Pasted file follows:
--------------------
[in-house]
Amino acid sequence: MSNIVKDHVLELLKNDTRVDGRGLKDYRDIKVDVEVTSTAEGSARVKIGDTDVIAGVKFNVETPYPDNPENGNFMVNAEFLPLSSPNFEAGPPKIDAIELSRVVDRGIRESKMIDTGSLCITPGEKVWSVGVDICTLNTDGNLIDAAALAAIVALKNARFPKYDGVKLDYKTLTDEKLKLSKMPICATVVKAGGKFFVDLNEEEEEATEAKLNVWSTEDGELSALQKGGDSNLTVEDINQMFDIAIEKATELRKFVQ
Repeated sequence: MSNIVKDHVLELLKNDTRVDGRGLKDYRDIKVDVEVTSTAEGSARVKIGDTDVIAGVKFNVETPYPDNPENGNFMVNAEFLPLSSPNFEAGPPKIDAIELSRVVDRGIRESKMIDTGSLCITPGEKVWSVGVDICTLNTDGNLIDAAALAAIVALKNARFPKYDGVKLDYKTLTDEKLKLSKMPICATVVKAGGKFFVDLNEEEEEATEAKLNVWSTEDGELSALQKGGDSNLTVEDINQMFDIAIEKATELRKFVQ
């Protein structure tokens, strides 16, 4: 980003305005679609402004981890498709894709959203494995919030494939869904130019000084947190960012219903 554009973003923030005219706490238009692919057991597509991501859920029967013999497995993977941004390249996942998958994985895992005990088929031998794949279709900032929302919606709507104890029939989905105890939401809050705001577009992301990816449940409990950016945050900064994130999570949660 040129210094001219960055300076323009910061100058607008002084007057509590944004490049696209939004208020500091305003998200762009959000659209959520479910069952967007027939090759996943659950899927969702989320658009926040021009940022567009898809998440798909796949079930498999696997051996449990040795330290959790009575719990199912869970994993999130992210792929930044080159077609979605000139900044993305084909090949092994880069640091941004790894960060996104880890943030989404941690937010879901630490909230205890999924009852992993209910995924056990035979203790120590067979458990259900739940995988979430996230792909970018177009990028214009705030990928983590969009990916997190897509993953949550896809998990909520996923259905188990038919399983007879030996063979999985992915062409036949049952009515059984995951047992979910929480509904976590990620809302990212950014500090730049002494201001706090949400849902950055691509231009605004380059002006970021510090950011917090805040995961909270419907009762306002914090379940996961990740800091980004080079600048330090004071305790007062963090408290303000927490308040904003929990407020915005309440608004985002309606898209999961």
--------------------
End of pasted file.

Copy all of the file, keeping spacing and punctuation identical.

[in-house]
Amino acid sequence: MSNIVKDHVLELLKNDTRVDGRGLKDYRDIKVDVEVTSTAEGSARVKIGDTDVIAGVKFNVETPYPDNPENGNFMVNAEFLPLSSPNFEAGPPKIDAIELSRVVDRGIRESKMIDTGSLCITPGEKVWSVGVDICTLNTDGNLIDAAALAAIVALKNARFPKYDGVKLDYKTLTDEKLKLSKMPICATVVKAGGKFFVDLNEEEEEATEAKLNVWSTEDGELSALQKGGDSNLTVEDINQMFDIAIEKATELRKFVQ
Repeated sequence: MSNIVKDHVLELLKNDTRVDGRGLKDYRDIKVDVEVTSTAEGSARVKIGDTDVIAGVKFNVETPYPDNPENGNFMVNAEFLPLSSPNFEAGPPKIDAIELSRVVDRGIRESKMIDTGSLCITPGEKVWSVGVDICTLNTDGNLIDAAALAAIVALKNARFPKYDGVKLDYKTLTDEKLKLSKMPICATVVKAGGKFFVDLNEEEEEATEAKLNVWSTEDGELSALQKGGDSNLTVEDINQMFDIAIEKATELRKFVQ
């Protein structure tokens, strides 16, 4: 980003305005679609402004981890498709894709959203494995919030494939869904130019000084947190960012219903 554009973003923030005219706490238009692919057991597509991501859920029967013999497995993977941004390249996942998958994985895992005990088929031998794949279709900032929302919606709507104890029939989905105890939401809050705001577009992301990816449940409990950016945050900064994130999570949660 040129210094001219960055300076323009910061100058607008002084007057509590944004490049696209939004208020500091305003998200762009959000659209959520479910069952967007027939090759996943659950899927969702989320658009926040021009940022567009898809998440798909796949079930498999696997051996449990040795330290959790009575719990199912869970994993999130992210792929930044080159077609979605000139900044993305084909090949092994880069640091941004790894960060996104880890943030989404941690937010879901630490909230205890999924009852992993209910995924056990035979203790120590067979458990259900739940995988979430996230792909970018177009990028214009705030990928983590969009990916997190897509993953949550896809998990909520996923259905188990038919399983007879030996063979999985992915062409036949049952009515059984995951047992979910929480509904976590990620809302990212950014500090730049002494201001706090949400849902950055691509231009605004380059002006970021510090950011917090805040995961909270419907009762306002914090379940996961990740800091980004080079600048330090004071305790007062963090408290303000927490308040904003929990407020915005309440608004985002309606898209999961």